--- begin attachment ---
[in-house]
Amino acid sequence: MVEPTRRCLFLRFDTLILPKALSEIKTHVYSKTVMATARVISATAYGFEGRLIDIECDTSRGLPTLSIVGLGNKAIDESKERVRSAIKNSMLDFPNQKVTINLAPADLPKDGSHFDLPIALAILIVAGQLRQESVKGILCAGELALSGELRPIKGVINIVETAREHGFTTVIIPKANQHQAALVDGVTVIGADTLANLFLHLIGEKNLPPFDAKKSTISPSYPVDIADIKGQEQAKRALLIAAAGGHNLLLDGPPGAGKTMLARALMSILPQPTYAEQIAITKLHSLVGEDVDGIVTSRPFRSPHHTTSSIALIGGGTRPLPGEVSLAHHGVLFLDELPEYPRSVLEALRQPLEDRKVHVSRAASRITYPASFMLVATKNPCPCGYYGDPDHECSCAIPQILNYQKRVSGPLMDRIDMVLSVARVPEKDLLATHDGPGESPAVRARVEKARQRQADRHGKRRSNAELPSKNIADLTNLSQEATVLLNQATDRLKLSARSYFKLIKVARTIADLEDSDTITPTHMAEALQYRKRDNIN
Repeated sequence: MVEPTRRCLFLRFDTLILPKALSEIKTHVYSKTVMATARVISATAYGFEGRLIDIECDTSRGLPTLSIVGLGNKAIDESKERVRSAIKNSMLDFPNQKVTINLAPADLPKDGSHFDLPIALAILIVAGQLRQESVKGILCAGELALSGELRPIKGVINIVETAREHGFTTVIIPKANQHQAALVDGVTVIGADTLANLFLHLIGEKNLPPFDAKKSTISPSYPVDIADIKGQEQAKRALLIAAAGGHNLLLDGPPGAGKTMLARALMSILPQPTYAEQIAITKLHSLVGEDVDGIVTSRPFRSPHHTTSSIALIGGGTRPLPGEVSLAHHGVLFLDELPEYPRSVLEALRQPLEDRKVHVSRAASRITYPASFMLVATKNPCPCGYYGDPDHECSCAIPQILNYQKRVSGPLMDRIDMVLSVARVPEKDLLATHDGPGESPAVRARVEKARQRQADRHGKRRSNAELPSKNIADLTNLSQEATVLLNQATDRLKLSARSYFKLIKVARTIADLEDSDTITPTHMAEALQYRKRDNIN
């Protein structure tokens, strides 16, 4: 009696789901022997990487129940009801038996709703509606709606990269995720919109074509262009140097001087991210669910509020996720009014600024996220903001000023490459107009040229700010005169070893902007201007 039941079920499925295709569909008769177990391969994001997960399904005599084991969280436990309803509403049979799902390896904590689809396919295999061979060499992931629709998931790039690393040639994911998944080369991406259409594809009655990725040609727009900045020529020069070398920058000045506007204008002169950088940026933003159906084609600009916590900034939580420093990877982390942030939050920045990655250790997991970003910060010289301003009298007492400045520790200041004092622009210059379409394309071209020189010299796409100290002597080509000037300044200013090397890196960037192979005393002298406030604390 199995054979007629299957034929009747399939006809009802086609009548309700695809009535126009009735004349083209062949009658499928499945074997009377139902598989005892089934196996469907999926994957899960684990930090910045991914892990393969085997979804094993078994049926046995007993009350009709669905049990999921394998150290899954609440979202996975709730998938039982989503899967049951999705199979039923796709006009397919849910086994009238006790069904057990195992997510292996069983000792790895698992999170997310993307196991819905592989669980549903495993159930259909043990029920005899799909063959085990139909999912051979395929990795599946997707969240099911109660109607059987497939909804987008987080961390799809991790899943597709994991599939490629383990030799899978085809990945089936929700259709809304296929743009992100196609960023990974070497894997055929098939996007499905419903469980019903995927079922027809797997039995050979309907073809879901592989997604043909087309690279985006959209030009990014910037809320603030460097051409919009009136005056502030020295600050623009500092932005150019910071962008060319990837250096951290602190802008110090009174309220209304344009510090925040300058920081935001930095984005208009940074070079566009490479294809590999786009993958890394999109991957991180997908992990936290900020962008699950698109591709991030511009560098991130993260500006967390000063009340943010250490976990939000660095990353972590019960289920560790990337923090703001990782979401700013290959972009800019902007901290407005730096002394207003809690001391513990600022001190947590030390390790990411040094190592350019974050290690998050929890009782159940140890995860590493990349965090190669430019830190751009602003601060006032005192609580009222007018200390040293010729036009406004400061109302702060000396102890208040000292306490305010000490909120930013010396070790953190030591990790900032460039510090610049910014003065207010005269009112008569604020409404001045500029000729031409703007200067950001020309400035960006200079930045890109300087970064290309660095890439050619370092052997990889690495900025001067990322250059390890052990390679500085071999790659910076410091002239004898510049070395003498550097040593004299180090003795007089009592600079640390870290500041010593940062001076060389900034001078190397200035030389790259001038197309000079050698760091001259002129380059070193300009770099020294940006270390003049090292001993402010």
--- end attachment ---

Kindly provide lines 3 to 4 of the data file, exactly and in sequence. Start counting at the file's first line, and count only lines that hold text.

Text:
Repeated sequence: MVEPTRRCLFLRFDTLILPKALSEIKTHVYSKTVMATARVISATAYGFEGRLIDIECDTSRGLPTLSIVGLGNKAIDESKERVRSAIKNSMLDFPNQKVTINLAPADLPKDGSHFDLPIALAILIVAGQLRQESVKGILCAGELALSGELRPIKGVINIVETAREHGFTTVIIPKANQHQAALVDGVTVIGADTLANLFLHLIGEKNLPPFDAKKSTISPSYPVDIADIKGQEQAKRALLIAAAGGHNLLLDGPPGAGKTMLARALMSILPQPTYAEQIAITKLHSLVGEDVDGIVTSRPFRSPHHTTSSIALIGGGTRPLPGEVSLAHHGVLFLDELPEYPRSVLEALRQPLEDRKVHVSRAASRITYPASFMLVATKNPCPCGYYGDPDHECSCAIPQILNYQKRVSGPLMDRIDMVLSVARVPEKDLLATHDGPGESPAVRARVEKARQRQADRHGKRRSNAELPSKNIADLTNLSQEATVLLNQATDRLKLSARSYFKLIKVARTIADLEDSDTITPTHMAEALQYRKRDNIN
């Protein structure tokens, strides 16, 4: 009696789901022997990487129940009801038996709703509606709606990269995720919109074509262009140097001087991210669910509020996720009014600024996220903001000023490459107009040229700010005169070893902007201007 039941079920499925295709569909008769177990391969994001997960399904005599084991969280436990309803509403049979799902390896904590689809396919295999061979060499992931629709998931790039690393040639994911998944080369991406259409594809009655990725040609727009900045020529020069070398920058000045506007204008002169950088940026933003159906084609600009916590900034939580420093990877982390942030939050920045990655250790997991970003910060010289301003009298007492400045520790200041004092622009210059379409394309071209020189010299796409100290002597080509000037300044200013090397890196960037192979005393002298406030604390 199995054979007629299957034929009747399939006809009802086609009548309700695809009535126009009735004349083209062949009658499928499945074997009377139902598989005892089934196996469907999926994957899960684990930090910045991914892990393969085997979804094993078994049926046995007993009350009709669905049990999921394998150290899954609440979202996975709730998938039982989503899967049951999705199979039923796709006009397919849910086994009238006790069904057990195992997510292996069983000792790895698992999170997310993307196991819905592989669980549903495993159930259909043990029920005899799909063959085990139909999912051979395929990795599946997707969240099911109660109607059987497939909804987008987080961390799809991790899943597709994991599939490629383990030799899978085809990945089936929700259709809304296929743009992100196609960023990974070497894997055929098939996007499905419903469980019903995927079922027809797997039995050979309907073809879901592989997604043909087309690279985006959209030009990014910037809320603030460097051409919009009136005056502030020295600050623009500092932005150019910071962008060319990837250096951290602190802008110090009174309220209304344009510090925040300058920081935001930095984005208009940074070079566009490479294809590999786009993958890394999109991957991180997908992990936290900020962008699950698109591709991030511009560098991130993260500006967390000063009340943010250490976990939000660095990353972590019960289920560790990337923090703001990782979401700013290959972009800019902007901290407005730096002394207003809690001391513990600022001190947590030390390790990411040094190592350019974050290690998050929890009782159940140890995860590493990349965090190669430019830190751009602003601060006032005192609580009222007018200390040293010729036009406004400061109302702060000396102890208040000292306490305010000490909120930013010396070790953190030591990790900032460039510090610049910014003065207010005269009112008569604020409404001045500029000729031409703007200067950001020309400035960006200079930045890109300087970064290309660095890439050619370092052997990889690495900025001067990322250059390890052990390679500085071999790659910076410091002239004898510049070395003498550097040593004299180090003795007089009592600079640390870290500041010593940062001076060389900034001078190397200035030389790259001038197309000079050698760091001259002129380059070193300009770099020294940006270390003049090292001993402010």